Stuxnet: A confederacy of dunces
I heard about Stuxnet about 4 or 5 months ago. After having studied a minor in political sciences, and worked at U.N. and at a think-tank associated with (spun off) the World Bank, in addition to my times in the financial services industry covering emerging markets, my spooks detector and the sniffing of their crafty work do not fail me. Time and time again, life goes on untouched because of the work of intelligence agencies. A good example was the uncovering of the freight packages at Dubai airport this past October, a last minute whistle-blowing that probably involved the intel personnel of embassies and ground personnel of God knows who, but my guess would be CIA and Israel. Well done boys.
When the goons and the spooks do their thing with faxes, mobile phones, aeroplanes and guns, 007-style, I have no say in their comings or goings. But when they tinker with software, my industry, your industry, it just pisses me off to the ninth degree because for every possible evil that they manage to deter, they unleash such Leviathan of dominoesque destruction that governments are unable to bring charges and the perpetrators remain unaccountable.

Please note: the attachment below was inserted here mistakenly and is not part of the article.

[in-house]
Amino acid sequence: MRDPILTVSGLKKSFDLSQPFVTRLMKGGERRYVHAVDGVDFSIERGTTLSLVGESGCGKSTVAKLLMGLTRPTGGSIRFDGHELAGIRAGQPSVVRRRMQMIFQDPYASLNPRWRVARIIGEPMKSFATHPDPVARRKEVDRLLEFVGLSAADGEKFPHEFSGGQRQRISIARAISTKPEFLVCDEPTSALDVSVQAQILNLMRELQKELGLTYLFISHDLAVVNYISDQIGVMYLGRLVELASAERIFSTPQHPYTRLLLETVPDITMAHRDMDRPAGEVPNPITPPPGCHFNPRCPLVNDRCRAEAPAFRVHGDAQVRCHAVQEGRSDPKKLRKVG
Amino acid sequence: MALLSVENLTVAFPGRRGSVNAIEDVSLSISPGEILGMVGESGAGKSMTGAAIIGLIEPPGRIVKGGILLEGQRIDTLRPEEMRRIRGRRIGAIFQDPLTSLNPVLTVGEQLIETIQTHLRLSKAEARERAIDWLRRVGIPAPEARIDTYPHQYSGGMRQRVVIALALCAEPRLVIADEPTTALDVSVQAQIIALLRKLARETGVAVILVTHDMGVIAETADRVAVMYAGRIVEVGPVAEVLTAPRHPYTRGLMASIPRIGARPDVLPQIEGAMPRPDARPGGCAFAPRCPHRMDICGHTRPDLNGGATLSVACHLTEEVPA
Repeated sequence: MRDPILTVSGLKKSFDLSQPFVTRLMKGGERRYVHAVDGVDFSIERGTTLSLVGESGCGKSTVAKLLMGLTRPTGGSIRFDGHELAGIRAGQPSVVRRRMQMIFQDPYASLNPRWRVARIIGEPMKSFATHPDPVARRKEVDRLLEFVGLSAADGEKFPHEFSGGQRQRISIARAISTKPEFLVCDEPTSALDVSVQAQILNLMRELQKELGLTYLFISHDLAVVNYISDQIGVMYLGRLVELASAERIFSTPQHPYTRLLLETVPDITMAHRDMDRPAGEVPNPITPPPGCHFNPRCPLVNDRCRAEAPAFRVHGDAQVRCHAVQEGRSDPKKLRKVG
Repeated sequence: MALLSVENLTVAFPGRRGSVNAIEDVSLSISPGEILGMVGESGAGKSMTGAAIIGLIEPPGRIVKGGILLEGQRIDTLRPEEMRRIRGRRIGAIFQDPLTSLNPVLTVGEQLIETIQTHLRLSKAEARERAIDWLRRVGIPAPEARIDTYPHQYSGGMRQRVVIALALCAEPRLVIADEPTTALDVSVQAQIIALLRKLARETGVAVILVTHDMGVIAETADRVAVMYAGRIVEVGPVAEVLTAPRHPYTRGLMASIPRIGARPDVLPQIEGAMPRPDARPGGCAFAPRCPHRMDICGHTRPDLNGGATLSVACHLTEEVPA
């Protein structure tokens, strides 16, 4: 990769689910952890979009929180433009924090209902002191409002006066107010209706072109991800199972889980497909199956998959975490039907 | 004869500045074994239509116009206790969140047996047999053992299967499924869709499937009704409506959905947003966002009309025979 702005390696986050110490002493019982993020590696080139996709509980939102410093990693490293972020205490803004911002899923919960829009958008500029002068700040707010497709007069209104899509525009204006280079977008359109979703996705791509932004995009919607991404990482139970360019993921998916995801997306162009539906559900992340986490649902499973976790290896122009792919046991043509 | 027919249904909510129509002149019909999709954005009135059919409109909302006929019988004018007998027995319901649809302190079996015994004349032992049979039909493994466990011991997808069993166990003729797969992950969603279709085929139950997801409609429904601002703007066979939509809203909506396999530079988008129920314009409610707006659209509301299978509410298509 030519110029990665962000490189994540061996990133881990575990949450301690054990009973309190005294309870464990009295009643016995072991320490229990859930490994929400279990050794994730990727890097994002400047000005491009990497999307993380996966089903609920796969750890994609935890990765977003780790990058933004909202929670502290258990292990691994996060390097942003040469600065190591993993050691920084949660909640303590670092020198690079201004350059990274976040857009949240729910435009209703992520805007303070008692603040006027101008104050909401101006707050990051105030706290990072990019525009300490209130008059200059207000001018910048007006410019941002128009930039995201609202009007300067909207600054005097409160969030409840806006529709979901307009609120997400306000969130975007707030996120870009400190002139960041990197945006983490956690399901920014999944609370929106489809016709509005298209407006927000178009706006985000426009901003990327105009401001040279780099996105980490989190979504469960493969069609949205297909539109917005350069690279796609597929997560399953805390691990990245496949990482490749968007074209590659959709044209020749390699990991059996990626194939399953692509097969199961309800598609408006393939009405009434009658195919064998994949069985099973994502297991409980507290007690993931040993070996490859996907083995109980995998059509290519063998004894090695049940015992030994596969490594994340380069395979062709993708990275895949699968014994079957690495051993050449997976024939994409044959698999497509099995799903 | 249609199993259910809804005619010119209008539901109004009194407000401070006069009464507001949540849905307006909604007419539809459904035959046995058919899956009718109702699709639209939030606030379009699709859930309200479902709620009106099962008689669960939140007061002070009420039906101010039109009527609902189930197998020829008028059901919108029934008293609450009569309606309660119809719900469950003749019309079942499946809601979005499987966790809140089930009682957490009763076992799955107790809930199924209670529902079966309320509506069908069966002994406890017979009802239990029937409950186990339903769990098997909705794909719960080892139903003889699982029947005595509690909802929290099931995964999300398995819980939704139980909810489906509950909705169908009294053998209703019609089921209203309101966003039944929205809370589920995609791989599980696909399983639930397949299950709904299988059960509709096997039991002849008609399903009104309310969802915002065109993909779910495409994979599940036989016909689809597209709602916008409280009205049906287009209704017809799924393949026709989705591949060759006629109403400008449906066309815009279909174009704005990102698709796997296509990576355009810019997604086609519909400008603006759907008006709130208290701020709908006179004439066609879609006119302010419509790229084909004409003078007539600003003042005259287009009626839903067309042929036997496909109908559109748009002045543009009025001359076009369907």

Where were the Pentagon scenario planners at the last hour before Stuxnet was unleashed against Iran? From a counter-espionage perspective, it was an initial success when the virus managed to halt and mess with Iran’s nuclear weapons programme, an officially recognised fact by Iran’s president Ahmadinejad. But, according to Symantec, it also managed to struck other countries such as India and Indonesia and now, officially in the hands of terrorists, the rest of us and our power plants have become the target.
Heads should roll right now from Tel Aviv to Langley. God I wished Winston Churchill was alive. How much longer are we all to suffer the consequences of the descerebrated US agencies and their pals?